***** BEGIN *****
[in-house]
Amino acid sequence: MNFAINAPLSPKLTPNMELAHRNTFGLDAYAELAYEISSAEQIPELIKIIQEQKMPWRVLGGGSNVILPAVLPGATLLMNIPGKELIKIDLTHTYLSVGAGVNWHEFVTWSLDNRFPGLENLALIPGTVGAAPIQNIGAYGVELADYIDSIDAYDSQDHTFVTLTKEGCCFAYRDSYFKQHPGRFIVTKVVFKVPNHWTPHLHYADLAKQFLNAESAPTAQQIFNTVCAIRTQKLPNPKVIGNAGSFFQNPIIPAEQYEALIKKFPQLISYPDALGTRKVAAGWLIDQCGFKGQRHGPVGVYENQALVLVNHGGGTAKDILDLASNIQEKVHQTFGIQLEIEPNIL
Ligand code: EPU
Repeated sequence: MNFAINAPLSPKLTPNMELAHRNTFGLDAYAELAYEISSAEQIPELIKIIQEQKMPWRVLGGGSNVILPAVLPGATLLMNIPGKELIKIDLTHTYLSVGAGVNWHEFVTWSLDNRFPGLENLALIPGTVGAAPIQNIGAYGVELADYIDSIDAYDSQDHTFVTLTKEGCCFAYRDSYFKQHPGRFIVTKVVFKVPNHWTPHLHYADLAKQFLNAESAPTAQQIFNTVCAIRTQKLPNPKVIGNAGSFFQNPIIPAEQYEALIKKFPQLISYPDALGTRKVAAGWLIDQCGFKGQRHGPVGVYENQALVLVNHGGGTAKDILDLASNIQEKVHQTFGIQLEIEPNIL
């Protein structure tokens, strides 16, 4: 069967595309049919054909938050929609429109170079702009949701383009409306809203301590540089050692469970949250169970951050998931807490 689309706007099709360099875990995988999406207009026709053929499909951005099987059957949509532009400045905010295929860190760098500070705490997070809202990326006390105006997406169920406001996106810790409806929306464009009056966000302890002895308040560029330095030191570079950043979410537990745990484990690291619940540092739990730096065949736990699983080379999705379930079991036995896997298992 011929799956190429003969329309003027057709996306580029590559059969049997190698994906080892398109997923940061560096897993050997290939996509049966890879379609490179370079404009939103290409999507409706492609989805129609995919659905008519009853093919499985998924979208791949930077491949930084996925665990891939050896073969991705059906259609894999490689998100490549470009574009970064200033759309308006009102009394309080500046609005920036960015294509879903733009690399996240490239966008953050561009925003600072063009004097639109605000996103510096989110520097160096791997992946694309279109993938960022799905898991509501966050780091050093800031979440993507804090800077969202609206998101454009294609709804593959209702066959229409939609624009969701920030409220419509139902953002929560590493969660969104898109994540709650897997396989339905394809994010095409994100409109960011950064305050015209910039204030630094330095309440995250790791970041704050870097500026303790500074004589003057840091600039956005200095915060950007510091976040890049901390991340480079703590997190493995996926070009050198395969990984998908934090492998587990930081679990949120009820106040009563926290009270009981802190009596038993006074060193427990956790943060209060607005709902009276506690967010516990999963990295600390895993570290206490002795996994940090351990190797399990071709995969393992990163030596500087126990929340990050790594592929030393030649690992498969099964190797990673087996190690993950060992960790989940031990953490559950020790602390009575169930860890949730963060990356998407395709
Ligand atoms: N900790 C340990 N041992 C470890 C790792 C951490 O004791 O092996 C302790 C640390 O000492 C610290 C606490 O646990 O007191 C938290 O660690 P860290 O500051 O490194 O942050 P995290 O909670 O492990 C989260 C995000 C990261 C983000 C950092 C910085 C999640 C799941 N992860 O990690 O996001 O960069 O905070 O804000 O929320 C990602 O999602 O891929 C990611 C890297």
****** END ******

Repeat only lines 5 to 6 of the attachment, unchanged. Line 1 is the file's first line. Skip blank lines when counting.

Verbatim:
């Protein structure tokens, strides 16, 4: 069967595309049919054909938050929609429109170079702009949701383009409306809203301590540089050692469970949250169970951050998931807490 689309706007099709360099875990995988999406207009026709053929499909951005099987059957949509532009400045905010295929860190760098500070705490997070809202990326006390105006997406169920406001996106810790409806929306464009009056966000302890002895308040560029330095030191570079950043979410537990745990484990690291619940540092739990730096065949736990699983080379999705379930079991036995896997298992 011929799956190429003969329309003027057709996306580029590559059969049997190698994906080892398109997923940061560096897993050997290939996509049966890879379609490179370079404009939103290409999507409706492609989805129609995919659905008519009853093919499985998924979208791949930077491949930084996925665990891939050896073969991705059906259609894999490689998100490549470009574009970064200033759309308006009102009394309080500046609005920036960015294509879903733009690399996240490239966008953050561009925003600072063009004097639109605000996103510096989110520097160096791997992946694309279109993938960022799905898991509501966050780091050093800031979440993507804090800077969202609206998101454009294609709804593959209702066959229409939609624009969701920030409220419509139902953002929560590493969660969104898109994540709650897997396989339905394809994010095409994100409109960011950064305050015209910039204030630094330095309440995250790791970041704050870097500026303790500074004589003057840091600039956005200095915060950007510091976040890049901390991340480079703590997190493995996926070009050198395969990984998908934090492998587990930081679990949120009820106040009563926290009270009981802190009596038993006074060193427990956790943060209060607005709902009276506690967010516990999963990295600390895993570290206490002795996994940090351990190797399990071709995969393992990163030596500087126990929340990050790594592929030393030649690992498969099964190797990673087996190690993950060992960790989940031990953490559950020790602390009575169930860890949730963060990356998407395709
Ligand atoms: N900790 C340990 N041992 C470890 C790792 C951490 O004791 O092996 C302790 C640390 O000492 C610290 C606490 O646990 O007191 C938290 O660690 P860290 O500051 O490194 O942050 P995290 O909670 O492990 C989260 C995000 C990261 C983000 C950092 C910085 C999640 C799941 N992860 O990690 O996001 O960069 O905070 O804000 O929320 C990602 O999602 O891929 C990611 C890297």